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Black Tea

After shockingly dumping her husband-to-be at the altar, African woman starts a new life in Taiwan, in a movie with the visual panache of Wong Kar-Wai - from the Official Competition of the 74th Berlin International Film Festival


This isn’t the happiest day in the lives of Aya (Nina Melo) and Toussaint (Franck Pycardhy). Their marriage goes terribly awry after the woman says “no, I don’t” to the priest, after he asks her the all-so-important question. She wishes Toussaint all the best and then promptly departs, leaving the countless guest dumbfounded. Next, she drops the white wedding dress and puts on a killer outfit, before swapping her native Ivory Coast for a very distant Taiwan. Her metamorphosis happens to the sound of Feeling Good, sung by a female voice (not Nina Simone) in a native African language and then in English. The lyrics “It’s a new life, it’s a new day, and I’m feeling good” leave little doubt as to the sentiments of our female protagonist.

Aya moves to a district of Taipei with a large African community, and soon lands a job in the local tea store, owned by a soft-spoken and elegant middle-aged man called Wang Cai (Chang Han). He teaches her the nuances of drinking tea: “first you taste the atmosphere, then the flavours, and finally the affect”. The gorgeous Aya indeed becomes affected: she falls in love with the older man. She is confident that he possesses the qualities that Toussaint lacked, but she finds out that he too is fallible. Are all men the same, after all? Wang is separated from his wife of 20 years and has two children, including one out of wedlock with another African woman, from Cape Verde. He clearly has a taste for black tea, and that’s indeed the nickname that he bestows upon his latest romantic conquest.

Li-Ben (Michael Wang) is Wang’s eldest child. He has a Chinese mother, the friendly and warm Ying (Wu Ke-Xi), who welcomes Aya with open arms. He’s a caring 20-year-old trying to instil noble values into his father and also into his grandparents. Grandpa is overtly racist, with a particular grudge against black people. He finds the comparison between African and monkeys rather accurate and amusing) Wang is predictably embarrassed to introduce his African partner to his folks, but Aya has a surprise in store for the family (in one of the film’s funniest and most beautiful scenes). Wang’s other child, a woman called Eva, lives in Africa with her mother. Wang dreams of visiting her, but he’s too afraid that it could end in tears as he returns home.

Directed by Mauritania-born Mali filmmaker Abderrahmane Sissako, Black Tea boasts an elegant cinematography with abundant artificial lighting and impeccable photography of black skin (no doubt aided by Nuna Melo’s stunning looks). It has the visual panache and the aesthetic elegance of Wong Kar-Wai’s In The Mood For Love (2000), also a film about extramarital relations and unlikely bonding (set in Hong Kong). A sequence in the tea fields, where Wang explains to Aya that all infusions come from the same plant, is exceptionally beautiful and elaborate. The sequences in town are mostly at night, giving the movie an aura of sophistication.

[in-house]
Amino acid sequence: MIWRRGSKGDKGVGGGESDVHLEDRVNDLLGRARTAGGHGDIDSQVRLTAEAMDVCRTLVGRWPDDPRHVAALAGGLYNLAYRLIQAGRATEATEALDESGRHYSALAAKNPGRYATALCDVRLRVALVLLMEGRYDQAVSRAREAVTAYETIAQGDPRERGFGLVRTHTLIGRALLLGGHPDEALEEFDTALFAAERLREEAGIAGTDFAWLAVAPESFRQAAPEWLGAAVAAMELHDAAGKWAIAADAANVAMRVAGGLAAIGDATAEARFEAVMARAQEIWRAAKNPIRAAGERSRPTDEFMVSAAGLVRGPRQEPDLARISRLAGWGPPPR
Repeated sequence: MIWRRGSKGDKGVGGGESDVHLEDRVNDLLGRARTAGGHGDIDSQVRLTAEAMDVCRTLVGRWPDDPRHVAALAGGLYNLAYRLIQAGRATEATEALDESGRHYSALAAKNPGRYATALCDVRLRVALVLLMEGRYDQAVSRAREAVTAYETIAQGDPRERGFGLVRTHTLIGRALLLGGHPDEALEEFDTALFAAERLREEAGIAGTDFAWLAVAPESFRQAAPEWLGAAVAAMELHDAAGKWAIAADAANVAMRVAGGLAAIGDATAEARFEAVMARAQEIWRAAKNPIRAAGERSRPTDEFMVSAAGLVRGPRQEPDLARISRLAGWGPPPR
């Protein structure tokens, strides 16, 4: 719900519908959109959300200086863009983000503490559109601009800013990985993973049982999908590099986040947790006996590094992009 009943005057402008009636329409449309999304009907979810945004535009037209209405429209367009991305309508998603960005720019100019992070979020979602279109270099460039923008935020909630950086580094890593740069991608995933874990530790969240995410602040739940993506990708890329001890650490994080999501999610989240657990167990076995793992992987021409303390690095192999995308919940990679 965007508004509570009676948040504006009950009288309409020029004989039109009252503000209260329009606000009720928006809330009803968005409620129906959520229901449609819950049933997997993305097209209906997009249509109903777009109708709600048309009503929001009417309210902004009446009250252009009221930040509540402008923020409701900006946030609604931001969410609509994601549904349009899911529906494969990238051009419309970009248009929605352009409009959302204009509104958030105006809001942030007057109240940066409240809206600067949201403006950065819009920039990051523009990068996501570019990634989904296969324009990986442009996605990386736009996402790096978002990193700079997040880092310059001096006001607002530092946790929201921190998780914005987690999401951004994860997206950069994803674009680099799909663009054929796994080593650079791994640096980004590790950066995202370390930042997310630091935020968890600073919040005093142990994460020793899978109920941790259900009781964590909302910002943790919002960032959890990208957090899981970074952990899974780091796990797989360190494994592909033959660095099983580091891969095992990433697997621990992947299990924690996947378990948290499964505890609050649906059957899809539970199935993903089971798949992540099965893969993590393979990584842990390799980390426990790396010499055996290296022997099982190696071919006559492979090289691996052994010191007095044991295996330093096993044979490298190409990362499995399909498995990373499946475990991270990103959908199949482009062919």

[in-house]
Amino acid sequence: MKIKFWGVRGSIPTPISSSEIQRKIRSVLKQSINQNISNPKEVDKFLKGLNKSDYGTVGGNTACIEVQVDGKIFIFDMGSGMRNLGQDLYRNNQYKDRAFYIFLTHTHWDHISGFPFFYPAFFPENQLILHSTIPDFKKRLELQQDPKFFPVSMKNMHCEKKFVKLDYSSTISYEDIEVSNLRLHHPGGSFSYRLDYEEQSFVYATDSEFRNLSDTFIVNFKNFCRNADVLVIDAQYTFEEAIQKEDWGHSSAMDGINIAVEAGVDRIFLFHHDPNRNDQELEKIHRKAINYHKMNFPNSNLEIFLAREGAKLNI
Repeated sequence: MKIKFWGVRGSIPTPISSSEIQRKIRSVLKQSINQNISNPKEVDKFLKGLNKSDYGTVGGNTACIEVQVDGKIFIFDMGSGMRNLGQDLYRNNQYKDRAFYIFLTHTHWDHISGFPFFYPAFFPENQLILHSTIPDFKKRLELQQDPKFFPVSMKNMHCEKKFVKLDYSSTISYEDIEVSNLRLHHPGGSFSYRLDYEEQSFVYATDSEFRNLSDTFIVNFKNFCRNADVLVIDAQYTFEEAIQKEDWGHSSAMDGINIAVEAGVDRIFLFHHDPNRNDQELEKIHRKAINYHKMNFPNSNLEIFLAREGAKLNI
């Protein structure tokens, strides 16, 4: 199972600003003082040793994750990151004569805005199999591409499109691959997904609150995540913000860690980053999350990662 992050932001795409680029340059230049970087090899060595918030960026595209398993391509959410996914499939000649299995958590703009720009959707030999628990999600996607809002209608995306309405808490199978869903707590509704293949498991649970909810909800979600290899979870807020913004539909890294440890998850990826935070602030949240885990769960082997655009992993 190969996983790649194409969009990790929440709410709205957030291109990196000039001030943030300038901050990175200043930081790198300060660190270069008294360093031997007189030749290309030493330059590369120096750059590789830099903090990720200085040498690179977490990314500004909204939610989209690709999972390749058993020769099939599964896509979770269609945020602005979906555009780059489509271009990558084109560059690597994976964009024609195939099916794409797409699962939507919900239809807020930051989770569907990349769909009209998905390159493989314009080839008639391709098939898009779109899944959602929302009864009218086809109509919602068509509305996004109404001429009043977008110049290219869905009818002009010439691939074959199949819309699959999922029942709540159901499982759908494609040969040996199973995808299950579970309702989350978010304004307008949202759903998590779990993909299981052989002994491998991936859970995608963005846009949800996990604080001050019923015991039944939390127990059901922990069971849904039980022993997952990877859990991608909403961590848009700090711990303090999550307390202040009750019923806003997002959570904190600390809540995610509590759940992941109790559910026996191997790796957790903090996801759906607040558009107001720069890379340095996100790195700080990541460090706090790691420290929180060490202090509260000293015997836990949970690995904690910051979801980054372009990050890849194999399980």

The story, on the other hand, is not on a par with the imagery. Melo and Han have very little chemistry. The script denies our two lovebirds any possibility of intimacy: there is no sex, no kissing and barely any touching, Except of course for the tea-drinking lessons. The amount of caffeine in black tea may be enough to keep you awake, but not to enrapture or to arouse you, Overall, he story lacks vigour and vim. There are quite a few loose ends, and redundant scenes. For example, Aya and Ying have a very brief haptic interaction, but I have no idea whether this is intended to symbolise a blooming Lesbian romance, or the Jolene type of affection. Either way, the scene is not convincing. Plus, Melo and her character Aya lack a little stamina; she is a not a remarkable role model of female emancipation. This is a little at odds with the message of liberation in the film’s opening scene. Just like tea that’s been left to brew for too long, Sissako’s new creation has some rich notes however it’s rather lukewarm.

Black Tea just premiered in the Official Competition of the 74th Berlin International Film Festival.

By Victor Fraga - 22-02-2024

Victor Fraga is a Brazilian born and London-based journalist and filmmaker with more than 20 years of involvement in the cinema industry and beyond. He is an LGBT writer, and describes himself as a di...

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